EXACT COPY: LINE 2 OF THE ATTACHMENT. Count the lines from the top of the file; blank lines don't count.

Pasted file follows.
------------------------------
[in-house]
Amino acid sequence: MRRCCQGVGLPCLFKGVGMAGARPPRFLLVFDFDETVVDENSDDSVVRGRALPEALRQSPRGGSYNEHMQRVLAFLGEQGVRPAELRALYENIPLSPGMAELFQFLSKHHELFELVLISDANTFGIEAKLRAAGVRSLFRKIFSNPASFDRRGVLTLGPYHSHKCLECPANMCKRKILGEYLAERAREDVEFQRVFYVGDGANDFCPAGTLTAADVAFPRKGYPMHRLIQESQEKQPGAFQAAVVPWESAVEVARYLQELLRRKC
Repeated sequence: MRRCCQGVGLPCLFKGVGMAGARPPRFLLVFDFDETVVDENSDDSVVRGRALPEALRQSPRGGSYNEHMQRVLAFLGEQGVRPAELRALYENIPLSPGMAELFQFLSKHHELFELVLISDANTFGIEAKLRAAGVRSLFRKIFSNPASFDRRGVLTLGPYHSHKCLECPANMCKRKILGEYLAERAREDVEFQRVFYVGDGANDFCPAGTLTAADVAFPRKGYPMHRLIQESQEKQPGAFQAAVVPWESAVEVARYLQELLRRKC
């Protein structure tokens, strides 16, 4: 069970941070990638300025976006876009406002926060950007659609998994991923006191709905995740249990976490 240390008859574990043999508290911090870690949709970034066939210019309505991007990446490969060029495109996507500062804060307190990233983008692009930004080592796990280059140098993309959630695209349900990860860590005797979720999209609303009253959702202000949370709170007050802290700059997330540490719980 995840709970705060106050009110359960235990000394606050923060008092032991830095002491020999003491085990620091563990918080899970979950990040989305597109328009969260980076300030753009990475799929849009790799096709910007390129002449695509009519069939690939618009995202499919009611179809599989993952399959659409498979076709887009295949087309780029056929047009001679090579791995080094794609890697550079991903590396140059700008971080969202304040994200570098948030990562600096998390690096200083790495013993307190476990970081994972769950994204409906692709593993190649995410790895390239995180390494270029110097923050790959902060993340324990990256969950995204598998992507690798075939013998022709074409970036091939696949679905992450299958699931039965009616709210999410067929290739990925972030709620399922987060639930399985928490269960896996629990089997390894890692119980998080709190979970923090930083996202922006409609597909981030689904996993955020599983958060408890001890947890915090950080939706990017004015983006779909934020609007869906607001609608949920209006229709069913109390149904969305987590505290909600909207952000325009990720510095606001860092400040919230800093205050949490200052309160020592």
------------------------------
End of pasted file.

Amino acid sequence: MRRCCQGVGLPCLFKGVGMAGARPPRFLLVFDFDETVVDENSDDSVVRGRALPEALRQSPRGGSYNEHMQRVLAFLGEQGVRPAELRALYENIPLSPGMAELFQFLSKHHELFELVLISDANTFGIEAKLRAAGVRSLFRKIFSNPASFDRRGVLTLGPYHSHKCLECPANMCKRKILGEYLAERAREDVEFQRVFYVGDGANDFCPAGTLTAADVAFPRKGYPMHRLIQESQEKQPGAFQAAVVPWESAVEVARYLQELLRRKC